The headman Navajo guide who arranged that expedition for us has since passed away and Mary is the honcho now. Tsegi Canyon is one of the richest archaeological areas on the Navajo Reservation and is totally off limits except with one of the clan guides and a permit from the Navajo Nation in Windowrock. A small area called the "Navajo National Monument" has been preserved for tourists, like Mesa Verde National Park. Betatakin and Keet Seel ruins are accessible from the monument headquarters here - the 2 largest known and publicly-accessible cliff dwellings in Arizona.
The Hike to Cove Arch
Some of the Arches Society group drove to Cove, parking at the guide's home. Another group would take this hike tomorrow. From there, we filled up 5 vehicles for the next leg, leaving about 6 vehicles at the guide's home.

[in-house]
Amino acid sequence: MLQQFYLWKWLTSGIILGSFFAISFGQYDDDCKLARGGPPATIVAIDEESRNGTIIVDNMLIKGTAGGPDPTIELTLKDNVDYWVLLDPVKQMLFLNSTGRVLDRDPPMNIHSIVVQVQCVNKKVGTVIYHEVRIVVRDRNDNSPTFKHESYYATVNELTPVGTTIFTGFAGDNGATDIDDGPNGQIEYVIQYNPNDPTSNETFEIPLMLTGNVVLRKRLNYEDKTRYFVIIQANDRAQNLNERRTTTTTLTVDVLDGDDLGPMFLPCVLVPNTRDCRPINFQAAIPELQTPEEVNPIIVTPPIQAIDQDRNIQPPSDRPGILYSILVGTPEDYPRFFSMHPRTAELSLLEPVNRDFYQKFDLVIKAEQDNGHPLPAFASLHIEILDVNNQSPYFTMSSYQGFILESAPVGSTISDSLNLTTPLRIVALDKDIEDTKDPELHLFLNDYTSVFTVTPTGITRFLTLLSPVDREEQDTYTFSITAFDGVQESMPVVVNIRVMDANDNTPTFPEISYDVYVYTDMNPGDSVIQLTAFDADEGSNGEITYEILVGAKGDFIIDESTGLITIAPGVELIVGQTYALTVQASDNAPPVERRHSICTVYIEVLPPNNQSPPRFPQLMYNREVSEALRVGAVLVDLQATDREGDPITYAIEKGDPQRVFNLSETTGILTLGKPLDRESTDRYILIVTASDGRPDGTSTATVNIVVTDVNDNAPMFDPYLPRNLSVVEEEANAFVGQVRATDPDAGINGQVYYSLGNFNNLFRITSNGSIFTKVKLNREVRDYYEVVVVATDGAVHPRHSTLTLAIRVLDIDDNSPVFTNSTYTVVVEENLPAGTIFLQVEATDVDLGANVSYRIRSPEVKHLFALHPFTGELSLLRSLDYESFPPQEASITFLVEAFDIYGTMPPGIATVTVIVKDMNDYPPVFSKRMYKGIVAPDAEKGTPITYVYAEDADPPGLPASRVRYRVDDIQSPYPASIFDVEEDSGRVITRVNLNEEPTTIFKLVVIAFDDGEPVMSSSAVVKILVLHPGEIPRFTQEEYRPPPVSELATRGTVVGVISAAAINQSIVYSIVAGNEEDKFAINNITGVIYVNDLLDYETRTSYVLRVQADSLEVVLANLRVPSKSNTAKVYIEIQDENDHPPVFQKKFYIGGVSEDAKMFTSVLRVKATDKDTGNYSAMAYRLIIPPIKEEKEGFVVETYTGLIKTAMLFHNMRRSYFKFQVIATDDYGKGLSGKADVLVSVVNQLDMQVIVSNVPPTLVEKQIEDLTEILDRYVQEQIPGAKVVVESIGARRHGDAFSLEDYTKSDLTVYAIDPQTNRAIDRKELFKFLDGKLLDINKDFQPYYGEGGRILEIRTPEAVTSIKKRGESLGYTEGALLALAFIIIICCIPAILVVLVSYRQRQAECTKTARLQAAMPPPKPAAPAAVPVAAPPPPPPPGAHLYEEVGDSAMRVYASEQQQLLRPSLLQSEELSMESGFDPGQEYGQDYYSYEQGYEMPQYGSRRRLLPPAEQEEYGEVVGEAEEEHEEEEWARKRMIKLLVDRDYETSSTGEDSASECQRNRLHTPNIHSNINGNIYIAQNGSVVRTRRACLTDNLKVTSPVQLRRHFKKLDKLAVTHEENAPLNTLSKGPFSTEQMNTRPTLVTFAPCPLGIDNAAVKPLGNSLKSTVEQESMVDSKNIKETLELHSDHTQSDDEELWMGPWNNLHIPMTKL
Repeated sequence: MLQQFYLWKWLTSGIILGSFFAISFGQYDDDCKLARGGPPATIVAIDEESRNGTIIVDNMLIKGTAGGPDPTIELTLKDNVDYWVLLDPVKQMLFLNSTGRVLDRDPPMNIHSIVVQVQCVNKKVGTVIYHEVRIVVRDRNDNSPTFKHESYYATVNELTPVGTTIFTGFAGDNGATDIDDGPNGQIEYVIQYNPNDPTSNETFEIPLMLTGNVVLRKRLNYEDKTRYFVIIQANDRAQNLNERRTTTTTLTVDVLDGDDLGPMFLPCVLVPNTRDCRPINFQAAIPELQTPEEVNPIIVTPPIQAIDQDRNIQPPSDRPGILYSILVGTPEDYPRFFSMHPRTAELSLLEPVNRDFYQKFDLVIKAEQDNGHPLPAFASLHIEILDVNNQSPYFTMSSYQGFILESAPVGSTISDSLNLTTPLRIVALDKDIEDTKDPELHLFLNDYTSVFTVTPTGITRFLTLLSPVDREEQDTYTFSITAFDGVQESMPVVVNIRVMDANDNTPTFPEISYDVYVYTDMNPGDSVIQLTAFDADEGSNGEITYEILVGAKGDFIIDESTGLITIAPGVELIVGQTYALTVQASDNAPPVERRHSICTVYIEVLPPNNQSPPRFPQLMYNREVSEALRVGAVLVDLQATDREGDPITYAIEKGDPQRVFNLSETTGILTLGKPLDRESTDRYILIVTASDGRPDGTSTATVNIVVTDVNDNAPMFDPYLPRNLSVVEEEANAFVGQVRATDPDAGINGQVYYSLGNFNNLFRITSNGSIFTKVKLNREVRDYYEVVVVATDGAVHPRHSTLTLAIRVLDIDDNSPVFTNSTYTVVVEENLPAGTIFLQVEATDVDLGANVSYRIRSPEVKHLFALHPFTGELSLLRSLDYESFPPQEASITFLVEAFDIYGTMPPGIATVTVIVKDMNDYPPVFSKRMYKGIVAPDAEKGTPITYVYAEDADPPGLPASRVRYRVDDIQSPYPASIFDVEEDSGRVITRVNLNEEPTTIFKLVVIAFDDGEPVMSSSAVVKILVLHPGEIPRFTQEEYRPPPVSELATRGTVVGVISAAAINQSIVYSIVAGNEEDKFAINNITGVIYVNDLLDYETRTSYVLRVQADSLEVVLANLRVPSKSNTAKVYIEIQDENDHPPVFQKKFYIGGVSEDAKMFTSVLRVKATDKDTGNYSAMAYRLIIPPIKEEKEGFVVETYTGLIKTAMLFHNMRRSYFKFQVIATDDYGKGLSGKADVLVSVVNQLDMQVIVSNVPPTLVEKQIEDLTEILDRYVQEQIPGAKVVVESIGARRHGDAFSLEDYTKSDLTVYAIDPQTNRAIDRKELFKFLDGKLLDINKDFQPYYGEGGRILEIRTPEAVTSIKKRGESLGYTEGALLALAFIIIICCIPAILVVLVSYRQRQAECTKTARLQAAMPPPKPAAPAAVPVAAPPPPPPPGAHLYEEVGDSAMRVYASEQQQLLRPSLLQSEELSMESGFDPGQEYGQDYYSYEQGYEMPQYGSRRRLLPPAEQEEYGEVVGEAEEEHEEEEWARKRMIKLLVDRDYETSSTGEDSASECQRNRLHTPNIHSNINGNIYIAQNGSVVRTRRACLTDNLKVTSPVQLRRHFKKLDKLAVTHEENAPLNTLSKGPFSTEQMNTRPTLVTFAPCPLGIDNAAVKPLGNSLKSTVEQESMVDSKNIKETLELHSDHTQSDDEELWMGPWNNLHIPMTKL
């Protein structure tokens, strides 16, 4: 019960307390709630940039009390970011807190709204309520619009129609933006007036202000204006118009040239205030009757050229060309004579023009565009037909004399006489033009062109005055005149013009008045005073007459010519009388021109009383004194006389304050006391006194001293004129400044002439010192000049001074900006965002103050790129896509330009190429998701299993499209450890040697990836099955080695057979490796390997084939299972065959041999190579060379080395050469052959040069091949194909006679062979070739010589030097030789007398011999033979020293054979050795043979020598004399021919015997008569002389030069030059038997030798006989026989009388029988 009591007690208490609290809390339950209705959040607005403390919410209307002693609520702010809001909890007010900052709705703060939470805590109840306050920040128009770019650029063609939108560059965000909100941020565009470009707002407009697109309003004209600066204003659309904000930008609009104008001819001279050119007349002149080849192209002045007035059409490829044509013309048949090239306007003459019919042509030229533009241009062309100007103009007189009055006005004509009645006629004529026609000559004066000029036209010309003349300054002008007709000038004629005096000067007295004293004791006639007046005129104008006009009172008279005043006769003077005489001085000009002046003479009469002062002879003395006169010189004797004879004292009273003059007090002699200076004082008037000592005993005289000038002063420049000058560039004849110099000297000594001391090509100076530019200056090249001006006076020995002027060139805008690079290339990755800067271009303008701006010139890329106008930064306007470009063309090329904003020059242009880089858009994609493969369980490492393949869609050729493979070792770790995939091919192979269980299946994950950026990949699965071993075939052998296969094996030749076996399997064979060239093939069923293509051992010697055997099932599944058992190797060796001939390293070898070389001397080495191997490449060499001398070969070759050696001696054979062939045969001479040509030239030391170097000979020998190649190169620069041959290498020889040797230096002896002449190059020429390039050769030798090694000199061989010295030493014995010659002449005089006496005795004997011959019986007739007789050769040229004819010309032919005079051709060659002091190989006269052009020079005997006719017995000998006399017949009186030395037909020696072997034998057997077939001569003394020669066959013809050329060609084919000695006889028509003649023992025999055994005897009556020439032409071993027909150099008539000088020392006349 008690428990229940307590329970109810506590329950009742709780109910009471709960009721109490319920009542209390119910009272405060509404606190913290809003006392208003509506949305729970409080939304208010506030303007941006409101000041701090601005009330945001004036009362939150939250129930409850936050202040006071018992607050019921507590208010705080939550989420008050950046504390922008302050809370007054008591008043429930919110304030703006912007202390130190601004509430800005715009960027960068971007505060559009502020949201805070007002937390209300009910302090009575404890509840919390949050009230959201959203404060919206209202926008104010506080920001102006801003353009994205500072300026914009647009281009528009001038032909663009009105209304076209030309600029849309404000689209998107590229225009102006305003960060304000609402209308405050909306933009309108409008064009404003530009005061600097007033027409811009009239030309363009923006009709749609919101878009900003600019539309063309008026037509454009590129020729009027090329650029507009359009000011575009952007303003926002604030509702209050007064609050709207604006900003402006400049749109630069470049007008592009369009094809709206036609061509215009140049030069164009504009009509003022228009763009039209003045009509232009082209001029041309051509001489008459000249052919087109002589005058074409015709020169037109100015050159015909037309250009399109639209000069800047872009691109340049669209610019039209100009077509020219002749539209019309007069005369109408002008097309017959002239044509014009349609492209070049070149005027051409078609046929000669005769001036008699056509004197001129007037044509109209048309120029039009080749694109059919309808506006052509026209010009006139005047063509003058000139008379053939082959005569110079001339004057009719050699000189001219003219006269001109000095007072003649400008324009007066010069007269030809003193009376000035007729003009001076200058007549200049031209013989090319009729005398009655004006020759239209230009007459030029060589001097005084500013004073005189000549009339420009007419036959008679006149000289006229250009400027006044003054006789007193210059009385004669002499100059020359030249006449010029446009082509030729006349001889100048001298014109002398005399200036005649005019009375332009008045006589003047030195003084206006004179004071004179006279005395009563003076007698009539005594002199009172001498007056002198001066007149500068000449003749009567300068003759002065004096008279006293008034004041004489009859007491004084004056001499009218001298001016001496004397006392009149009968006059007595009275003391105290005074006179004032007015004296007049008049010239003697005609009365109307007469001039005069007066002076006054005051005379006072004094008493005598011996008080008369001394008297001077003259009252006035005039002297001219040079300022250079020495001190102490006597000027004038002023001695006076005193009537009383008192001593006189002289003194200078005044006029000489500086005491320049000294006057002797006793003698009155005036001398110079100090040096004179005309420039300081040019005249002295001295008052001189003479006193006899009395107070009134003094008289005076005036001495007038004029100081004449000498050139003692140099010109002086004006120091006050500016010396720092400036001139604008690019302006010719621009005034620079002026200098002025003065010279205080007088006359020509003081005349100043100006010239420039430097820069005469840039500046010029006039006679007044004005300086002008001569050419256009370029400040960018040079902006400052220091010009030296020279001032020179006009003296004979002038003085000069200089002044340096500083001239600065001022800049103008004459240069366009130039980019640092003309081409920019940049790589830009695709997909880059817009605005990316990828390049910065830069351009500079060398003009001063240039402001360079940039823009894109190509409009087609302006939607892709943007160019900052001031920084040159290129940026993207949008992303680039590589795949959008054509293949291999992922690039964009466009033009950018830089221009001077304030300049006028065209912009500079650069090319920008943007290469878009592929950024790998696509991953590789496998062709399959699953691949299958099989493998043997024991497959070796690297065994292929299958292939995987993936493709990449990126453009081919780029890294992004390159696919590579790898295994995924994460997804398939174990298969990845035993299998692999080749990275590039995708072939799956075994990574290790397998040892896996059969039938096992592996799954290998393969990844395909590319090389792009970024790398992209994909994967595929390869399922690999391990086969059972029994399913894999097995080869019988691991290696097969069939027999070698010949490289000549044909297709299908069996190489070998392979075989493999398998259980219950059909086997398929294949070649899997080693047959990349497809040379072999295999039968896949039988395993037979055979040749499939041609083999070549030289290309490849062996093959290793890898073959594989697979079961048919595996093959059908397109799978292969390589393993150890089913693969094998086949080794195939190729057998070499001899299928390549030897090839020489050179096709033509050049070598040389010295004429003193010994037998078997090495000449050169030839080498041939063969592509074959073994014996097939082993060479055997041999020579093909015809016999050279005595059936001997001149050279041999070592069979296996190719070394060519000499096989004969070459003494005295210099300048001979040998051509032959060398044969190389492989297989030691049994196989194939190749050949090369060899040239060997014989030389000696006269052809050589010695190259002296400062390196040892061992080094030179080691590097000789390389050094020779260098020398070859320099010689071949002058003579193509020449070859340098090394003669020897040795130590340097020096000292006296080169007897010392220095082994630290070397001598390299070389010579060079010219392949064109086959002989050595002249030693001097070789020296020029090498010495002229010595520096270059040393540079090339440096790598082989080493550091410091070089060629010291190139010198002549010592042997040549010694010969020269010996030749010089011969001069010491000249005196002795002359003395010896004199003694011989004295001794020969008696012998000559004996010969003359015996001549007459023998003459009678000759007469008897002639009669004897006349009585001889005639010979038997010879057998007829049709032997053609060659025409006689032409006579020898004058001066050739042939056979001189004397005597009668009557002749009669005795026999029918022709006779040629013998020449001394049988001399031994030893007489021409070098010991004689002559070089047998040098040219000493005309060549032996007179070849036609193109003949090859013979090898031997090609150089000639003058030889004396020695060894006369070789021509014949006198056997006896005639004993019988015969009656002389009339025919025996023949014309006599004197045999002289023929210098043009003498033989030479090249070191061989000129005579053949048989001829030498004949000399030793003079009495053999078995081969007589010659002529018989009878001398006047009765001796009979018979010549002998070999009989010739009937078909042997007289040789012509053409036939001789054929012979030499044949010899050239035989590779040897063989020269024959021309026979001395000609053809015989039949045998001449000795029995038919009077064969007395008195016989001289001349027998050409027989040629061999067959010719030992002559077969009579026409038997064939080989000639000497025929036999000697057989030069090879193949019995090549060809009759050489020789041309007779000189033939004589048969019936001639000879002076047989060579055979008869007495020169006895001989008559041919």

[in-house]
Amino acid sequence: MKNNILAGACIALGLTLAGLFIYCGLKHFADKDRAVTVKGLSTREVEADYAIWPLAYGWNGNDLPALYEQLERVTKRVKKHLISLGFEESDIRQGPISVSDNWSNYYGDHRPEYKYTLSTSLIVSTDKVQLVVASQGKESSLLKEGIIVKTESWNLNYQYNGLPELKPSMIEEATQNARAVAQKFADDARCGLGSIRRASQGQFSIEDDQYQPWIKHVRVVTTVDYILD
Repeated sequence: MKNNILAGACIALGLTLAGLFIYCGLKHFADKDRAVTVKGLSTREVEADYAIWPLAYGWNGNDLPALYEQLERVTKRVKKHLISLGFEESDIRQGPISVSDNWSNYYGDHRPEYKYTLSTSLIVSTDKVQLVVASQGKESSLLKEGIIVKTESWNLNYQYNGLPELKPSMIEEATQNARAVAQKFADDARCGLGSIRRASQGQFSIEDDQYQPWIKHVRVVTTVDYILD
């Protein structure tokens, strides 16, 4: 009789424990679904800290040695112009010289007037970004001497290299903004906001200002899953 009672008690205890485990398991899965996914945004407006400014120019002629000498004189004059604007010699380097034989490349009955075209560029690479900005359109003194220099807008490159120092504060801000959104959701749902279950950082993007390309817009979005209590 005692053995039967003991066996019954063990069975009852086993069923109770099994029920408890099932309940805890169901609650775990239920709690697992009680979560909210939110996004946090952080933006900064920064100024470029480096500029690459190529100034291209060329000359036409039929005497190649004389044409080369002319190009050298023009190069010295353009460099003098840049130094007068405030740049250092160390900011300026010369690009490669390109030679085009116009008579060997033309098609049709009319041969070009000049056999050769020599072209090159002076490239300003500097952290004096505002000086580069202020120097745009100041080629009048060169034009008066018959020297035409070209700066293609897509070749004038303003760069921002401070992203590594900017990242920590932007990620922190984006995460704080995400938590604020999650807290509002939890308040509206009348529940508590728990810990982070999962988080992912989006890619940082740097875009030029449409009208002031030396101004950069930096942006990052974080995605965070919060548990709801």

In all, some 20+ hikers were eagerly looking forward to this wonderful experience. Cove Arch is one of the most beautiful natural arches in America and the arch aficionados consider it to be among the 10 best arches. It is one very big beautiful "window rock".
The hike to and under the arch took only some 45' from where the vehicles were parked near the end of the dirt trail. The view from under the arch was breathtaking and we could have stayed hours.
We had a discussion at the arch and agreed to hike a significant further distance to caves containing prehistoric ruins and rock art. We could see the caves from the arch.